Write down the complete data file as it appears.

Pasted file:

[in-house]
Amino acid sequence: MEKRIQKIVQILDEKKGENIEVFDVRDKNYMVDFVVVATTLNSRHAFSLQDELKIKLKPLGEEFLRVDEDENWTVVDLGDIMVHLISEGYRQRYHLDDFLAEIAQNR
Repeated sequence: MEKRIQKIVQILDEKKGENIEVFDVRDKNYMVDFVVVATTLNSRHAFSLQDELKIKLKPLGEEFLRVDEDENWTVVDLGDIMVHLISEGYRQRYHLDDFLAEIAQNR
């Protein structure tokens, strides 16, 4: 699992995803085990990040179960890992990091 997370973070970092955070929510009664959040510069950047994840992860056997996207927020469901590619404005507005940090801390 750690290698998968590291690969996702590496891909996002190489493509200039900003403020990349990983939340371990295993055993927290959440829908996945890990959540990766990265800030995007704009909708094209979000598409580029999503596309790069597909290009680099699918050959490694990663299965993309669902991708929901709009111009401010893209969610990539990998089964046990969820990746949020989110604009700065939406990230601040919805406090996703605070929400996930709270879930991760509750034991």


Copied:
[in-house]
Amino acid sequence: MEKRIQKIVQILDEKKGENIEVFDVRDKNYMVDFVVVATTLNSRHAFSLQDELKIKLKPLGEEFLRVDEDENWTVVDLGDIMVHLISEGYRQRYHLDDFLAEIAQNR
Repeated sequence: MEKRIQKIVQILDEKKGENIEVFDVRDKNYMVDFVVVATTLNSRHAFSLQDELKIKLKPLGEEFLRVDEDENWTVVDLGDIMVHLISEGYRQRYHLDDFLAEIAQNR
């Protein structure tokens, strides 16, 4: 699992995803085990990040179960890992990091 997370973070970092955070929510009664959040510069950047994840992860056997996207927020469901590619404005507005940090801390 750690290698998968590291690969996702590496891909996002190489493509200039900003403020990349990983939340371990295993055993927290959440829908996945890990959540990766990265800030995007704009909708094209979000598409580029999503596309790069597909290009680099699918050959490694990663299965993309669902991708929901709009111009401010893209969610990539990998089964046990969820990746949020989110604009700065939406990230601040919805406090996703605070929400996930709270879930991760509750034991």